President Museveni has scoffed at the biggest opposition political party, the Forum for Democratic Change for shunning the Inter Party Organisation for Dialogue (IPOD) summit ongoing at Speke Resort Hotel in Munyonyo.
FDC recently said they would not attend the summit because it had no clear agenda.
Speaking during the summit attended by Democratic Party, JEEMA, Uganda People’s Congress and the ruling NRM, Museveni lashed out to the party and any other person who refused to be party of the dialogue for not being visionary.
“Dialogue is the beginning of democracy. I don’t know why anyone who says is a democrat does not want dialogue. I always welcome opportunity for dialogue. When you don’t dialogue you miss opportunity to be understood clearly,”Museveni said.
The NRM chairman said attending the dialogue would give FDC chance to be able to give their views to other parties and they might also be able to woo them on their side.
He cited an example of his days during the 1986 bush war when he accepted to dialogue with Tito Okello Lutwa’s government in Nairobi despite not believing in what they were saying.
“Some people just miscalculate and think they are very clever and that they can pass here or there. If I dialogue with you I tell you what I think. You understand me better and I may influence you to come to my side. Why would democrats fear dialogue,”Museveni noted.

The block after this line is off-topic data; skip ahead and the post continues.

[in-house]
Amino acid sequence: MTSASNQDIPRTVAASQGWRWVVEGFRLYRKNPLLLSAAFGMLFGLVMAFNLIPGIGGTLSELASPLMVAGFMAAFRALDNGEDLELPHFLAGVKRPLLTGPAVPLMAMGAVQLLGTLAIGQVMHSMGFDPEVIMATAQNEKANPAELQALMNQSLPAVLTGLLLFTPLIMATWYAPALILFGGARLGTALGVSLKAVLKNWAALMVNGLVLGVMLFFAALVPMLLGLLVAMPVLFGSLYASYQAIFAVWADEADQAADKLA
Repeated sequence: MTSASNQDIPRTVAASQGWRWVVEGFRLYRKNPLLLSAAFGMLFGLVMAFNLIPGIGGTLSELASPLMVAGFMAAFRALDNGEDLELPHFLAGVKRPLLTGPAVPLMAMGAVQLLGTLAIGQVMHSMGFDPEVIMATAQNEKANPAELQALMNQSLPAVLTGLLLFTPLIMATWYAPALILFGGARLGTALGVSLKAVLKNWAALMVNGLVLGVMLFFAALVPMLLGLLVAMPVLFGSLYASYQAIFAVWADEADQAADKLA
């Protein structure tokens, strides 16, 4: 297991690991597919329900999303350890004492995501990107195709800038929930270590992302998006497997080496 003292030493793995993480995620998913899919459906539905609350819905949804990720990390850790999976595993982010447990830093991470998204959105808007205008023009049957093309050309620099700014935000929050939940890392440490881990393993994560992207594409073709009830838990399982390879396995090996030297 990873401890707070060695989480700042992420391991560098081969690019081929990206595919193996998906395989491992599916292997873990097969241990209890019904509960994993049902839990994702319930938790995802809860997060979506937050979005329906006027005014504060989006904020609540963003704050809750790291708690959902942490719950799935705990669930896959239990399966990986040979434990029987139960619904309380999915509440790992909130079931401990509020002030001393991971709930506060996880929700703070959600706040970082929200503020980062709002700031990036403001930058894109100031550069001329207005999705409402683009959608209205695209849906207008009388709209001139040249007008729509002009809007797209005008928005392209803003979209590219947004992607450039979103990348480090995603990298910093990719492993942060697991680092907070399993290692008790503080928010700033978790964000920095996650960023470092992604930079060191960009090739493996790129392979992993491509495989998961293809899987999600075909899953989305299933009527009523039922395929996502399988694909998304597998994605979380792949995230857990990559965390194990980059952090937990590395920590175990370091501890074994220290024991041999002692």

JEEMA president Asuman Basalirwa told the summit that at the end, the meeting should produce tangible results that would benefit Ugandans at large and not just individual politicians adding that the outcomes should be respected by everyone.
“We came here to achieve only one objective of getting assurance and commitment that this process will be one whose outcomes will be respected. We are here to get assurances that this country will have ensure human rights, freedoms of association as enshrined in the constitution are respected,”Basalirwa said.
Speaking on regard to the IPOD Summit, the coordinator for Citizens Coalition for Electoral Democracy in Uganda (CCEDU), Crispin Kaheru said it demonstrates that political leadership can work together in the greater national interest.
He however urged that the summit should be followed by actions.
“The IPOD Summit has laid a positive foundation for the broader National Dialogue Process – with political leaders on board. All the heads of the political parties in attendance confirmed that they discussed pertinent substantive national issues. I think this demonstrates a political leadership that can work together in the greater national interest. This should be quickly followed with actions around the resolutions,” Kaheru said.
IPOD was founded in 2010 as a forum for leaders of political parties with representation in Parliament to engage on matters of common interest.